Gulf Markets Edge Up as Oil Link Weakens
By Olzhas Auyezov
DUBAI, Jan 13 (Reuters) – Gulf stock markets were volatile on Tuesday as oil prices hit new lows, but most bourses eventually edged up on the back of positive corporate announcements and expectations, continuing a trend towards partially decoupling from oil.
Brent crude fell to its lowest level in almost six years and traded below $46 per barrel on Tuesday as the United Arab Emirates defended OPEC’s decision not to cut output to tackle a glut in the market.
Most Gulf bourses opened lower against that background, but then moved into positive territory even as oil plunged further.
“The markets fell very steeply in the fourth quarter and hence investors think there is value in this market,” said Shakeel Sarwar, head of asset management at Securities & Investment Co (SICO) in Bahrain.
“People think that the oil price decline is nearing its end,” he said, adding however that volatility was likely to persist until oil indeed found a clear floor.
Saudi Arabia’s stock index edged up 0.7 percent as petrochemicals were nearly flat while banks extended their gains after a series of strong fourth-quarter results.
Shares in Samba Financial Group, the kingdom’s fourth-largest bank by assets, jumped 4.5 percent after it posted a 22.5 percent rise in its fourth-quarter net profit, beating analysts’ forecasts.
The lender made 1.23 billion riyals ($328 million) in the quarter, while analysts surveyed by Reuters had expected it to post an average of 1.09 billion riyals.
Bank Aljazira added 1.3 percent after its fourth-quarter profit rose 32.7 percent to 199 million riyals, beating analysts’ average estimate of 178 million riyals.
Among losing stocks, Saudi Arabian Fertilizer Co slid 1.6 percent after reporting a 3 percent drop in fourth-quarter net profit to 779 million riyals, below the average forecast of 893 million riyals.
Dubai’s index rose 1.7 percent as the two most traded stocks, developer Emaar Properties and builder Arabtec Holding, jumped 4.2 and 3.7 percent respectively.
Investment bank SHUAA Capital surged 3.3 percent after the firm said its unit Gulf Finance Corp had raised a 500 million dirham ($136.1 million) loan which will be used to fund its growth in the United Arab Emirates and Saudi Arabia.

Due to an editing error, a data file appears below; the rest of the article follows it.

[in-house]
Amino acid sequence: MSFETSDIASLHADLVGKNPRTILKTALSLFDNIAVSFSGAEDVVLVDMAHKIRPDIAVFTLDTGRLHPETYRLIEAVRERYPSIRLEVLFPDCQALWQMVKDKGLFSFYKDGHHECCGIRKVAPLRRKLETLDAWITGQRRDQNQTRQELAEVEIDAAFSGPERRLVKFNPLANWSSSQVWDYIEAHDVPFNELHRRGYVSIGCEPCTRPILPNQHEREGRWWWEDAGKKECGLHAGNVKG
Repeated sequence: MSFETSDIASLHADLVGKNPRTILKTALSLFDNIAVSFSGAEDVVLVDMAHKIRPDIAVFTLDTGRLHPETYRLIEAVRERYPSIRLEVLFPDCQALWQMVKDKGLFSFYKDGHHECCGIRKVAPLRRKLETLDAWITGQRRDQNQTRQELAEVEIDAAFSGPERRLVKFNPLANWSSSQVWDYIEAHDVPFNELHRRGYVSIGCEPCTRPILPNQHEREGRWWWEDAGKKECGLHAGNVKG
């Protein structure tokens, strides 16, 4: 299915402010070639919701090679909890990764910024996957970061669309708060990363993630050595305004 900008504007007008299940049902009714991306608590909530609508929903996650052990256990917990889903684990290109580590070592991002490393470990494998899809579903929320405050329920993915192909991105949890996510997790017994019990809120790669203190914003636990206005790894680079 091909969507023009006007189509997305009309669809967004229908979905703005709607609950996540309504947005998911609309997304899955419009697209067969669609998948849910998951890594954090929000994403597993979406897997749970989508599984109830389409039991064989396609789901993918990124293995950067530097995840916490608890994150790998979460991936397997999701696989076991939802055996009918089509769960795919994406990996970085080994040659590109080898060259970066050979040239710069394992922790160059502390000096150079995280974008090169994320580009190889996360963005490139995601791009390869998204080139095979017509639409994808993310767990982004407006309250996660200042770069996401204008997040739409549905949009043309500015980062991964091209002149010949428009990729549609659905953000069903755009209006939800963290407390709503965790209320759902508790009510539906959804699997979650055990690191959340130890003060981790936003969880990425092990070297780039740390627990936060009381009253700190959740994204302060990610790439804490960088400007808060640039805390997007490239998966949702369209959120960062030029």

Abu Dhabi’s benchmark rose 1.4 percent as blue-chip lenders National Bank of Abu Dhabi and Abu Dhabi Commercial Bank climbed 4.5 and 4.4 percent respectively.
Qatar edged up 0.2 percent amid a mixed performance. Industries Qatar, which had tumbled in the previous two sessions after its board proposed a lower-than-expected 2014 dividend, stabilized and inched down just 0.07 percent.
The Bahraini market slipped 0.6 percent, dragged down by Aluminum Bahrain, which dropped 2.9 percent after Bahrain’s cabinet decided to raise prices of natural gas sold to industrial users.
Bahrain’s state finances are weaker than those of neighboring Gulf oil exporters, so low oil prices are putting heavy pressure on its budget; cutting gas subsidies is one way to raise money.
Meanwhile, the stock market in oil-importing Egypt continued to outperform the broad Middle East region and jumped 2.2 percent in a broad rally.
GB Auto, the country’s biggest listed vehicle assembler and distributor, led gains as it surged its daily 10 percent limit for the second day in a row.
The firm’s chief executive told Reuters last week that it was working on a rights issue and planned to invest $1.5 billion to build two new factories. On Monday, the firm said the rights issue would be worth 960 million Egyptian pounds ($134 million).
Property firm Medinet Nasr Housing surged 5.3 percent after reporting a block trade in its shares. At 152,790 shares, the trade represented a stake of less than 0.08 percent.
However, it followed an announcement in late December of a bigger deal in which Beltone Investment Group increased its stake in Medinet Nasr Housing to 24.15 percent.
Shares in El Sewedy Electic surged 9.8 percent. The firm said last week it had won a government contract to build two power stations in Egypt.